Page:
In electrical engineering, a disconnector, disconnect switch or isolator switch is used to ensure that an electrical circuit is completely de-energised for service or maintenance. Such switches are often found in electrical distribution and industrial applications, where machinery must have its source of driving power removed for adjustment or repair. High-voltage isolation switches are used in electrical substations to allow isolation of apparatus such as circuit breakers, transformers, and transmission lines, for maintenance. The disconnector is usually not intended for normal control of the circuit, but only for safety isolation. Disconnector can be operated either manually or automatically (motorized disconnector).
Unlike load break switches and circuit breakers, disconnectors lack a mechanism for suppression of electric arc, which occurs when conductors carrying high currents are electrically interrupted. Thus, they are off-load devices, intended to be opened only after current has been interrupted by some other control device. Safety regulations of the utility must prevent any attempt to open the disconnector while it supplies a circuit. Standards in some countries for safety may require either local motor isolators or lockable overloads (which can be padlocked).
Disconnectors have provisions for a padlock so that inadvertent operation is not possible (lockout-tagout). In high-voltage or complex systems, these padlocks may be part of a trapped-key interlock system to ensure proper sequence of operation. In some designs, the isolator switch has the additional ability to earth the isolated circuit thereby providing additional safety. Such an arrangement would apply to circuits which inter-connect power distribution systems where both ends of the circuit need to be isolated.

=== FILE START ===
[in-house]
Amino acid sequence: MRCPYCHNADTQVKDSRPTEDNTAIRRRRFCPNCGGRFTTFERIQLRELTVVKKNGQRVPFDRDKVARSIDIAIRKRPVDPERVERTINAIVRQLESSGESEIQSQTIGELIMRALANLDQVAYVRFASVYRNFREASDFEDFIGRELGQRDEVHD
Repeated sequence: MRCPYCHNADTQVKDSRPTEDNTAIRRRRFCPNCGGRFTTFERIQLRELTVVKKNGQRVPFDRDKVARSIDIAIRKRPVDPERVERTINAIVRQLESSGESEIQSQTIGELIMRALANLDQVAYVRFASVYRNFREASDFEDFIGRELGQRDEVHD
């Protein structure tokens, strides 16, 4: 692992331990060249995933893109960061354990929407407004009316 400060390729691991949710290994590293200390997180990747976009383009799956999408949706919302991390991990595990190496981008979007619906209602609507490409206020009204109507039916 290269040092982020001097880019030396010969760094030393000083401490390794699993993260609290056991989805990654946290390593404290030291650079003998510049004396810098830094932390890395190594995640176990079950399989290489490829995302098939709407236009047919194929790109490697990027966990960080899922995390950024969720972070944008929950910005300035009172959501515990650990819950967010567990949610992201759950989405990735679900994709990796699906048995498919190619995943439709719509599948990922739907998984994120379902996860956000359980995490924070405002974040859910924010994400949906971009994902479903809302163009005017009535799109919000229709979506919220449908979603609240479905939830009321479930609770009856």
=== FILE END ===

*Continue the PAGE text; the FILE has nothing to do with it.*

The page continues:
Integrated disconnecting switch
In a disconnecting circuit breaker the disconnectors are integrated in the breaking chamber, which eliminates the need for separate disconnectors. This is done in order to decrease maintenance and increase availability and reliability, since open-air disconnecting switches typically need maintenance every five years (every two years under very polluted conditions), while circuit breakers have maintenance intervals of 15 years.
- S.E. Smith (2012). "What Is a Disconnect Switch?". In Wallace, O. wiseGEEK. Retrieved 3 November 2012.
- "Applications of Disconnecting Circuit Breakers, Michael Faxå, p. 1-2". Retrieved 11 July 2013.
- Stokes, Geoffrey (2003). Handbook of Electrical Installation Practice. Wiley-Blackwell. ISBN 978-0-632-06002-3.
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